It was the kind of afternoon that only comes occasionally, a warm, sunny day in Central Park, NYC that made the perfect vibe for a near perfect concert. Headliner Pharoah Sanders pulled together one of those quantum bands that you only dream of seeing, the Afro-centric saxman joined by a band that included Indian percussionist Badal Roy, drummer Adam Rudolph and Foday Musa Suso on kora. The normally serene, introspective and cosmic Sanders was in a rare mood, energetic, almost lighthearted, and he danced this band through a phenomenal set of tunes and improvisations that included long improvisations from not only African themes but also some Asian vibes. At one point they even pulled out a harmonium a la Fateh Nusrat Ali Khan (new there's a dream-team that would inspire!), layering it at first with Indian rhtyhjms, but eventually letting it expand into a full blown Afro-jazz number.
But the focal point of the show came a little earlier, when pianist Monty Alexander and Jamaican guitarist Ernest Ranglin took the stage with Idris Muhammed and Ira Coleman in the rhythm section for a long set of jazzy, breezy reggae/ska/pop tunes that were the virtual definition of "summer day." They were cool, they were hot, and the sight of the legendary Ranglin pulling on the strings in the summer sun after so long in the shadows of his own legend was a fine thing indeed. They cruised through chestnuts like "The Theme From Exodus" (one of the tunes that highlighted Alexander's unfortunate penchant for clever, borrowed phrases) and by the time they got to the classic Ranglin tune "Surfin'" they owned the city. Both ranglin and Alexander were touring to support their new albums on the newly formed Island Jamaica Jazz label, anfd they were clearly ready to impress the crowd of old fans and new devotees with a mix of classic ska songs and some new material.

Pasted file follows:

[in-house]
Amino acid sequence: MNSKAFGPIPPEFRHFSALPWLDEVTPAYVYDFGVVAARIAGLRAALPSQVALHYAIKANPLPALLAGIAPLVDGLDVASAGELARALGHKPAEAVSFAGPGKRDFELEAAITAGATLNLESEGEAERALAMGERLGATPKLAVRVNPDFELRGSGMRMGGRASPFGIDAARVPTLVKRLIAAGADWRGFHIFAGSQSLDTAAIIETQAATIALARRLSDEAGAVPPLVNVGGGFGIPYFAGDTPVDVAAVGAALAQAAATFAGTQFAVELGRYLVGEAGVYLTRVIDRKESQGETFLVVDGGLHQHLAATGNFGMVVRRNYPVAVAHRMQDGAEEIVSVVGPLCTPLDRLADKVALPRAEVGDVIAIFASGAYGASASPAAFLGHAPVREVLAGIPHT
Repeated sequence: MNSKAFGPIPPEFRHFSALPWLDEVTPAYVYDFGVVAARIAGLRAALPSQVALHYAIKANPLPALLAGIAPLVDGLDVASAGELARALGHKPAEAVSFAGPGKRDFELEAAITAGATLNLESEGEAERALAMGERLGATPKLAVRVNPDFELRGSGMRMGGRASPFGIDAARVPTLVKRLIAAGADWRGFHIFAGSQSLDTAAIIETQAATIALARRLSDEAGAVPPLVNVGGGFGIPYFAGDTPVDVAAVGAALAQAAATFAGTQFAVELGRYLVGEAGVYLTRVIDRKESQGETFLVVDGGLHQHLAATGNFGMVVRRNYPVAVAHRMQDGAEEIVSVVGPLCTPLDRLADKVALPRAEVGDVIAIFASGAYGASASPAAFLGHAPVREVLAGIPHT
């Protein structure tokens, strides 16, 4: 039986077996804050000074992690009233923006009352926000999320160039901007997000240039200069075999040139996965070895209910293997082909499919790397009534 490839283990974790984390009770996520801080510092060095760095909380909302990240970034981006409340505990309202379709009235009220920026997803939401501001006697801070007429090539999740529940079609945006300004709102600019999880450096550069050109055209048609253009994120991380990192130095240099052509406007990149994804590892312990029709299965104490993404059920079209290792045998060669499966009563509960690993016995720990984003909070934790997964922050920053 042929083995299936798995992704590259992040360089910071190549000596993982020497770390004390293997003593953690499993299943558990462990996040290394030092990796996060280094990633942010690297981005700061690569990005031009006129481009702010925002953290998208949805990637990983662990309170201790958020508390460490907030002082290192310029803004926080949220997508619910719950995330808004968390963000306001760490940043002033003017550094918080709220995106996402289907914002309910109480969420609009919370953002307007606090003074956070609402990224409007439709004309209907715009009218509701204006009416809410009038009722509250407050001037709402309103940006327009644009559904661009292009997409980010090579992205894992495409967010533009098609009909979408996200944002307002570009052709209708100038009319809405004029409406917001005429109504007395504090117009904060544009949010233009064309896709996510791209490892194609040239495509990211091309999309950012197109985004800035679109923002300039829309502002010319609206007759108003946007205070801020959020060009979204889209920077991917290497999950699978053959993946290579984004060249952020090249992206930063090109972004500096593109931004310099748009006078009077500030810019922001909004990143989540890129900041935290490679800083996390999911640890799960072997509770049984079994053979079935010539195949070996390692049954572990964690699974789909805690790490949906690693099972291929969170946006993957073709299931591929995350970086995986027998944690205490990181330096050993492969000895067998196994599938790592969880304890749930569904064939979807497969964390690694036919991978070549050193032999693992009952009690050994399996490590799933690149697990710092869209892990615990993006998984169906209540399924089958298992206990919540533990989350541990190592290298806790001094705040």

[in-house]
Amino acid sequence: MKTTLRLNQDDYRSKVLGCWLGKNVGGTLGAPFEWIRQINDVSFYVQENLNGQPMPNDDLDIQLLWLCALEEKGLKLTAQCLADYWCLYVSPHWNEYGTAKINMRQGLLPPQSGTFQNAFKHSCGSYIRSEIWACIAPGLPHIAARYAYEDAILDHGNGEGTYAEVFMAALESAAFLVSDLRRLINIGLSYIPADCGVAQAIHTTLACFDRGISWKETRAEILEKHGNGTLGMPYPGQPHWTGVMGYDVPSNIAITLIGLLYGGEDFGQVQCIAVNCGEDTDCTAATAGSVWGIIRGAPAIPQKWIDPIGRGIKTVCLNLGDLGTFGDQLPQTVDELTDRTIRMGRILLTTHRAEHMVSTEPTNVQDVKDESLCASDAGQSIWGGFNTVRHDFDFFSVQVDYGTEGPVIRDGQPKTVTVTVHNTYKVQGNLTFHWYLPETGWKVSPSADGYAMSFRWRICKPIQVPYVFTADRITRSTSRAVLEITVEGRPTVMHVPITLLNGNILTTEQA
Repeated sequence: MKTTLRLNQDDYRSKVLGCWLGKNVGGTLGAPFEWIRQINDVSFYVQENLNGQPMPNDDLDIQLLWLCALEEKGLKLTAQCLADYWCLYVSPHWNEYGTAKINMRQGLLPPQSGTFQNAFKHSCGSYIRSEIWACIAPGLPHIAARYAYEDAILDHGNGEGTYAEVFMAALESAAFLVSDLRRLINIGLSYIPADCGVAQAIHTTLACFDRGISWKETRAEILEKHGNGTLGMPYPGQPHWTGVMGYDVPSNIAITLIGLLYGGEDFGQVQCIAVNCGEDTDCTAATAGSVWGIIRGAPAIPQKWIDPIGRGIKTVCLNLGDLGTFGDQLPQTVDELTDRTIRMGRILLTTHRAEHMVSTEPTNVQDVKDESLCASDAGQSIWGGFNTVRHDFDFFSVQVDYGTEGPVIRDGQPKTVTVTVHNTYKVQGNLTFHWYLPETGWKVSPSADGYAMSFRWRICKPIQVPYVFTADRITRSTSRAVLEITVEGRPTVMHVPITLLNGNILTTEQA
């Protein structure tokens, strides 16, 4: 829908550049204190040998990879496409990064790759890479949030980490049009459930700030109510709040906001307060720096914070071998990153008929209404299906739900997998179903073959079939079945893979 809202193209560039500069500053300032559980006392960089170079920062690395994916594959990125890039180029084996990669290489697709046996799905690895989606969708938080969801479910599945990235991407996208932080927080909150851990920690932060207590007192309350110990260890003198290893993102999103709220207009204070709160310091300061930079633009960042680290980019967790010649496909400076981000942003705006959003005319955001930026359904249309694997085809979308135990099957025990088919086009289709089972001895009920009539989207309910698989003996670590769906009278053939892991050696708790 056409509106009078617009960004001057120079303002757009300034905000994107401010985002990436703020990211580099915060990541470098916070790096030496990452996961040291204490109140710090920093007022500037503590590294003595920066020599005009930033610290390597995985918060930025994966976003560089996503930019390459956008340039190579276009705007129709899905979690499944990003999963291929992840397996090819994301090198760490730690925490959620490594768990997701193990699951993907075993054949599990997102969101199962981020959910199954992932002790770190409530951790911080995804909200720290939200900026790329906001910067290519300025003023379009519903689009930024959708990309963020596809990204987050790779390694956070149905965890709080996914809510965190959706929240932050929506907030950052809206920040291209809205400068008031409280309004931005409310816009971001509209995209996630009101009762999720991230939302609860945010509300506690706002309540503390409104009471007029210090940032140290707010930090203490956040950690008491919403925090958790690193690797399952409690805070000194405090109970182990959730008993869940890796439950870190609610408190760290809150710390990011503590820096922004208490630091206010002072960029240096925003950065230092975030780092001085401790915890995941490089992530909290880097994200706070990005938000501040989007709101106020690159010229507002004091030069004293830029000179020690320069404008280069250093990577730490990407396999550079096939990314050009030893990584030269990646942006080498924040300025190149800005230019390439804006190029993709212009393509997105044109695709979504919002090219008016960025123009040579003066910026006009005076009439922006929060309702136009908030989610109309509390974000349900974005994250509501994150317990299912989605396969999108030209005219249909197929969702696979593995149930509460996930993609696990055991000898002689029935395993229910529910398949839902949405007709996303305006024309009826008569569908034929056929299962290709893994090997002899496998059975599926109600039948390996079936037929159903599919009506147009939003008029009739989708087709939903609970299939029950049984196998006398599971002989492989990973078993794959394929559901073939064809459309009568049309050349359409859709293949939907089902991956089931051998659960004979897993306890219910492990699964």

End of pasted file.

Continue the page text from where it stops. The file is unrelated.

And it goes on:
Story and photos by Cliff Furnald
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